25. Jody
    Jun 30, 2009 @ 08:00:41

    This is so sad. Before today, AH was one of my all-time favorite mainstream authors. Why couldn’t she just have shot the paper and kept her fingers off the keyboard (and her mouth shut)? Everything she’s doing just makes it worse.

    Don’t care so much about ADB, but did people learn NOTHING from all the brouhaha on Amazon and elsewhere last year?

    This SO proves that people with special talents are not necessarily swell human beings. Or nice. Or civilized.

    Off to donate all my Hoffman books to the library book sale. I was looking forward to reading The Story Sisters, too. Sigh.

  26. Anna Richland
    Jun 30, 2009 @ 08:01:18

    Agree with everyone that posting phone number was nuts, shooting the book is private and sort of funny. But Imogen – stabbing a book with a kitchen knife is not going to end well. For you. The book will survive. Awhile ago I read an article (probably also New York Times) about a couple who decorated their yard with decaying books. That would be a good revenge on a bad reviewer – essentially saying your book is manure, chicken manure, cow manure, crap, and thus I will compost it alongside my hosta and hydrangea.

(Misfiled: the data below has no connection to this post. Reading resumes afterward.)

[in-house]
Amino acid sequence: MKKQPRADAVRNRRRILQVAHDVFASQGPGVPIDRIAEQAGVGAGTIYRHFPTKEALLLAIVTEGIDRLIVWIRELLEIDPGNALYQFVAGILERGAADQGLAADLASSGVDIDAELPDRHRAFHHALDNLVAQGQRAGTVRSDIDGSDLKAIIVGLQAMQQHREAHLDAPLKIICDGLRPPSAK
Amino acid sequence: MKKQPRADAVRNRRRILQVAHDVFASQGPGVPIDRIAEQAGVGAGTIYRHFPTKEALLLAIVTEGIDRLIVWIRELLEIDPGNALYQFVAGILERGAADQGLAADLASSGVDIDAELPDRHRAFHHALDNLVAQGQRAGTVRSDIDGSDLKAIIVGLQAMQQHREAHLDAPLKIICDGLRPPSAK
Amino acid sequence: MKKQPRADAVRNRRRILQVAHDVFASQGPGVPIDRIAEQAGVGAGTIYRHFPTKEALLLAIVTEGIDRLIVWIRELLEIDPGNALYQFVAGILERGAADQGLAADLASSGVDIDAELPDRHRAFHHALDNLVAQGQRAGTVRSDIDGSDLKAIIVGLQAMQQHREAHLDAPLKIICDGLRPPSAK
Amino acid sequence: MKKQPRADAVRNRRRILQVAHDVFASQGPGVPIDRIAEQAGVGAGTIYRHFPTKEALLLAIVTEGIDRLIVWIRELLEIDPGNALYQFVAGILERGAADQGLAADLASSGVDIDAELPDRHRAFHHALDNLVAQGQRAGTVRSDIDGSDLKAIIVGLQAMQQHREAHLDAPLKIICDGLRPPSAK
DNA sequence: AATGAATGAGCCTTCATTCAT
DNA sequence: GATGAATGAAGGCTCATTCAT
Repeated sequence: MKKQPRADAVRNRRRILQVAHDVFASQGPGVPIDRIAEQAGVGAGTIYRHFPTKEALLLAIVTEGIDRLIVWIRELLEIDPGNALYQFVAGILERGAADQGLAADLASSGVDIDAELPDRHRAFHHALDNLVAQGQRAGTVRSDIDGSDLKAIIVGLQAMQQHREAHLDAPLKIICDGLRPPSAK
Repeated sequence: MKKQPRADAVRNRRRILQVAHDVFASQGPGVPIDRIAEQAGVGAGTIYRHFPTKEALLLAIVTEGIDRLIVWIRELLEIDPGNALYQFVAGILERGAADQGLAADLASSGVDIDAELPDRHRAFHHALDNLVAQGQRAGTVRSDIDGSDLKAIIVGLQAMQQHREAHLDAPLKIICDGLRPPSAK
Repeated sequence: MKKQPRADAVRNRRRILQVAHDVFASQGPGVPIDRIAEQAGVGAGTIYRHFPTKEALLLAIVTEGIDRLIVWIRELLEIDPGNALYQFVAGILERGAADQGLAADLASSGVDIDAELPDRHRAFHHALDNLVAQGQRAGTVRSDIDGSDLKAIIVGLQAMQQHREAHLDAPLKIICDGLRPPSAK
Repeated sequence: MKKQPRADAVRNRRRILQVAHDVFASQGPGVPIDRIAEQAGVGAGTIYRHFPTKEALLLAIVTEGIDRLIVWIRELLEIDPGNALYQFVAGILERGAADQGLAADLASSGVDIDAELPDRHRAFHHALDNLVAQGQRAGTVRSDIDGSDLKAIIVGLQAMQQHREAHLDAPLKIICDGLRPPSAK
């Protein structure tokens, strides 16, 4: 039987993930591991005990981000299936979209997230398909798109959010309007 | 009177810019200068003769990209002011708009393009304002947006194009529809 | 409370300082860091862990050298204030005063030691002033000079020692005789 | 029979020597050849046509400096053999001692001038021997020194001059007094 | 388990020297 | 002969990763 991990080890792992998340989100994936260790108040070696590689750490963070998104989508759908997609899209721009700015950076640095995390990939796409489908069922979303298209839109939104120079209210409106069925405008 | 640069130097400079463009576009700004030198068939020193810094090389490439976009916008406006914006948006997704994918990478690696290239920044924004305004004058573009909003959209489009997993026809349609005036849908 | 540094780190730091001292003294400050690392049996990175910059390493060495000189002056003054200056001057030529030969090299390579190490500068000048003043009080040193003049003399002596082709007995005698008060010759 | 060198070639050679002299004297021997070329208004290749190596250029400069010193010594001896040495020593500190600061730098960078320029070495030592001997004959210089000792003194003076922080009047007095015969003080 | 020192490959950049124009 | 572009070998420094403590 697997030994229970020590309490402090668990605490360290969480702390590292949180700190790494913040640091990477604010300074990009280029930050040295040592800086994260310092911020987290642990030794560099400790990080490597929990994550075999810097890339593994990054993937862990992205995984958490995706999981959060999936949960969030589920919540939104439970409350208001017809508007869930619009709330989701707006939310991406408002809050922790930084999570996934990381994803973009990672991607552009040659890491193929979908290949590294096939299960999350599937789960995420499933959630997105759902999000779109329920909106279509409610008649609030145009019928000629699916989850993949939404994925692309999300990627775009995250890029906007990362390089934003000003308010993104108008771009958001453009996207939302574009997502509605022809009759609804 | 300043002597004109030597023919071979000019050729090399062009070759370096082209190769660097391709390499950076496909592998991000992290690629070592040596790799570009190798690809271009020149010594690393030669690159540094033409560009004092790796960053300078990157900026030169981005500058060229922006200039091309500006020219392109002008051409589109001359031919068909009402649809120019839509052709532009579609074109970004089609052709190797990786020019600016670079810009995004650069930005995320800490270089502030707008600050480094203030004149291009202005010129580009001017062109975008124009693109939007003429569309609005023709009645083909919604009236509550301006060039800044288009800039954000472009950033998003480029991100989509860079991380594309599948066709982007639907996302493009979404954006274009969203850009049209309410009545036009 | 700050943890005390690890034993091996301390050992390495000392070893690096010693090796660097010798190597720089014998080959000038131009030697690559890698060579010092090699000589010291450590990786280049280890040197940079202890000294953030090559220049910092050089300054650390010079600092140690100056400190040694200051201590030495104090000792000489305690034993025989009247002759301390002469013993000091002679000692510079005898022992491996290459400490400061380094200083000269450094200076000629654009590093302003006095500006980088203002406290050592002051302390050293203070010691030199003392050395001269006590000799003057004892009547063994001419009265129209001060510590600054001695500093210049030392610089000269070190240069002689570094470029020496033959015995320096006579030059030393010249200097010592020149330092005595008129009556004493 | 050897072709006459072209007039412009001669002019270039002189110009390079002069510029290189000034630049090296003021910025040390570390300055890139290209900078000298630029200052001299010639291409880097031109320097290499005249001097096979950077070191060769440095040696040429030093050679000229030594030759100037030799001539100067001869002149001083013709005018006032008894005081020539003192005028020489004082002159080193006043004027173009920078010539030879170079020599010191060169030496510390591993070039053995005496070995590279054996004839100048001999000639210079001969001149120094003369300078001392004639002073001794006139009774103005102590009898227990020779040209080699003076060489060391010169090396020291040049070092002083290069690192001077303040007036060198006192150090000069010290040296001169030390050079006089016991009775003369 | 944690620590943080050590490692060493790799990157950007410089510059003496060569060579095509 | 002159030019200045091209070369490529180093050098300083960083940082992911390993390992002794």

27. Kalen Hughes
    Jun 30, 2009 @ 08:18:40

    Do not drink and tweet?

    Words to live by . . .

  28. Chicklet
    Jun 30, 2009 @ 08:44:27

    @ Robin:

    I wonder if it's because the author cannot fully dismiss those reviews or expect readers to dismiss them, but it *is* strange.

    I think that’s it exactly — it’s much easier to dismiss a one-star review as a simple mismatch of reader to book. A three-star review indicates that some elements of the work are sound, but there are major problems. It’s much harder to ignore that kind of criticism, probably because the author is forced to recognize those critiques and goes on the defensive as a result.

  29. cursingmama
    Jun 30, 2009 @ 08:59:58